6. (Girls, at sixteen, for all our strictures, are) proper as Puritans —Phyllis McGinley
  7. Proper like the hostesses in restaurants frequented by women shoppers —Ludwig Bemelmans




according to Cocker By the book; in strict accordance with the rules; proper, correct. This British expression comes from the name of Edward Cocker (1631-75), arithmetician and author of several books including a well-known Arithmetick, viewed by many as the last word on correctness. Despite the work’s popularity and authoritativeness, it is thought to have been a forgery.

according to Gunter This is the American answer to the British expression according to Cocker. In use as early as 1713, it was taken from the name of Edmund Gunter (1581–1626), famed English mathematician, astronomer, and inventor. Apparently neither the British expression nor its American equivalent is very well known on the opposite side of the ocean.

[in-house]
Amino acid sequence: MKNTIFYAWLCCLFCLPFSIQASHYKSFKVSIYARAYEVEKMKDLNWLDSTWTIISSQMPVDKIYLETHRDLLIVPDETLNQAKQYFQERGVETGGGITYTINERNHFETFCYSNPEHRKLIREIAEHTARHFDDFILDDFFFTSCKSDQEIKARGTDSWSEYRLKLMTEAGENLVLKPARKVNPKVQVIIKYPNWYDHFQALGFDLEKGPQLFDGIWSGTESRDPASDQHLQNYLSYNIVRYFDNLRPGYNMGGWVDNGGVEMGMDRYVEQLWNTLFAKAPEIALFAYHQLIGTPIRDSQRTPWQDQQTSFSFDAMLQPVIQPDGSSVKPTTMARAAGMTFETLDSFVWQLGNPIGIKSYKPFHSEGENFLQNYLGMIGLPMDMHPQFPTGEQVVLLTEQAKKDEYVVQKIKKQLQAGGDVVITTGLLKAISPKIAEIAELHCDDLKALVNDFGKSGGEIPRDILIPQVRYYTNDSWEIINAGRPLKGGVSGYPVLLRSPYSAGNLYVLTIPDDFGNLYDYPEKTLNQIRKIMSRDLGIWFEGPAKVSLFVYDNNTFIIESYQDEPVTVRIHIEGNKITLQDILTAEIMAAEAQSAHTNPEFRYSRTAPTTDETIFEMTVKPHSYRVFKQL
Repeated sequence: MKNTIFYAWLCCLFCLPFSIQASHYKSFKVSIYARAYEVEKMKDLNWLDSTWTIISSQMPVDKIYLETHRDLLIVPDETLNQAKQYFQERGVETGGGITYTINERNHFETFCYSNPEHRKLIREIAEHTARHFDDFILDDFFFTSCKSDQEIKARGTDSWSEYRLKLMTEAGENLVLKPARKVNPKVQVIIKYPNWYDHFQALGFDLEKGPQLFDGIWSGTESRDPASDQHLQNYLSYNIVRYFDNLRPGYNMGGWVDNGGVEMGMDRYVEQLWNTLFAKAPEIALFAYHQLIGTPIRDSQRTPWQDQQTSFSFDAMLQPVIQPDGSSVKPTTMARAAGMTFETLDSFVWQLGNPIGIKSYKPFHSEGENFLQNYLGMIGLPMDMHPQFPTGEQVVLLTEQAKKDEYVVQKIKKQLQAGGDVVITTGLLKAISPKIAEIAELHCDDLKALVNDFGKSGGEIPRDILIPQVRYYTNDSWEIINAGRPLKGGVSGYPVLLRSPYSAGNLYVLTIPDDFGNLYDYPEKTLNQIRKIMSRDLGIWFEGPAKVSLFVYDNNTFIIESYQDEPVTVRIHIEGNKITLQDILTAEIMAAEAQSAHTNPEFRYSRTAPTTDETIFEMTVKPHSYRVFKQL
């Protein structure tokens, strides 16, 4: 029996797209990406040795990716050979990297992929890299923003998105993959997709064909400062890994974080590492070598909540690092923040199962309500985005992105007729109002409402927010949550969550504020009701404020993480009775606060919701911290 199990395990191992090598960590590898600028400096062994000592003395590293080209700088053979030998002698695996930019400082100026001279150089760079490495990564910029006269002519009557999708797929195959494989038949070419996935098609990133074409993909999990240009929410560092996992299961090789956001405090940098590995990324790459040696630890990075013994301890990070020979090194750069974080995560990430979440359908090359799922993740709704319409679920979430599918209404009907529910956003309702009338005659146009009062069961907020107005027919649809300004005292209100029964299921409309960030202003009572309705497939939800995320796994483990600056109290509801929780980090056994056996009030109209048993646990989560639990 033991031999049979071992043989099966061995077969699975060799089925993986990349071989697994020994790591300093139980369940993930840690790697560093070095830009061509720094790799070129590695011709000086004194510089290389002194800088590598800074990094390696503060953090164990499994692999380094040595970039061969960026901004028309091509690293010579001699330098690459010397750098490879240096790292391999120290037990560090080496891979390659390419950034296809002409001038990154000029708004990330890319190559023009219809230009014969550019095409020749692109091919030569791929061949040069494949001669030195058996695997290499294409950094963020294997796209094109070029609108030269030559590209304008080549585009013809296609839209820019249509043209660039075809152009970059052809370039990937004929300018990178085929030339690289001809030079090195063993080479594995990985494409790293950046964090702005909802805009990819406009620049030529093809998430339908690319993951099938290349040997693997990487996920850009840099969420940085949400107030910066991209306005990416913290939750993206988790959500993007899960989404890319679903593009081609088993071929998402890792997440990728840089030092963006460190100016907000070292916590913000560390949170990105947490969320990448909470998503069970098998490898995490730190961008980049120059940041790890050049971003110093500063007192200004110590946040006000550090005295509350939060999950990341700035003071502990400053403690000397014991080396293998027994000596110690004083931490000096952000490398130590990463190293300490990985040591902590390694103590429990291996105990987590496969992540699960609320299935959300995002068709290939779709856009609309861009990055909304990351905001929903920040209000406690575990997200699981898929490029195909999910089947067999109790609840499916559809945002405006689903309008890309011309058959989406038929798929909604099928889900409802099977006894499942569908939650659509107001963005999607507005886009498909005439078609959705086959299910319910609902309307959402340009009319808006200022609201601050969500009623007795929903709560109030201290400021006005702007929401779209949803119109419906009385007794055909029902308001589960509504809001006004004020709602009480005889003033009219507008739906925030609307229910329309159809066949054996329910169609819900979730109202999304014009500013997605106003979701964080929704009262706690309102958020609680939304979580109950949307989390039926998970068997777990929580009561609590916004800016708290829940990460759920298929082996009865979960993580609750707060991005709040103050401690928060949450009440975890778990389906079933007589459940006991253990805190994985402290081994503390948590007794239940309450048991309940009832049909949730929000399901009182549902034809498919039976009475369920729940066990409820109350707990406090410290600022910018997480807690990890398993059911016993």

The average American may not know what we mean by according to Cocker; while the average Englishman may be unaware of the meaning of according to Gunter. (G. A. Sala, Illustrated London News, November 24, 1883)

according to Hoyle By the book; in strict accordance with standard usage or rules; absolutely correct. A close synonym of according to Cocker and according to Gunter, this expression derives from the name of Edmond Hoyle, an 18th-century English writer. Hoyle was one of the first experts on the card game whist, which he spent several years teaching, and he did much to improve the game. His A Short Treatise on Whist, published in 1743, established him once and for all as the leading authority on the rules of the game. He was later to put together a whole encyclopedia of the rules of numerous other games. By extension his name has come to mean ‘by the rules; correct.’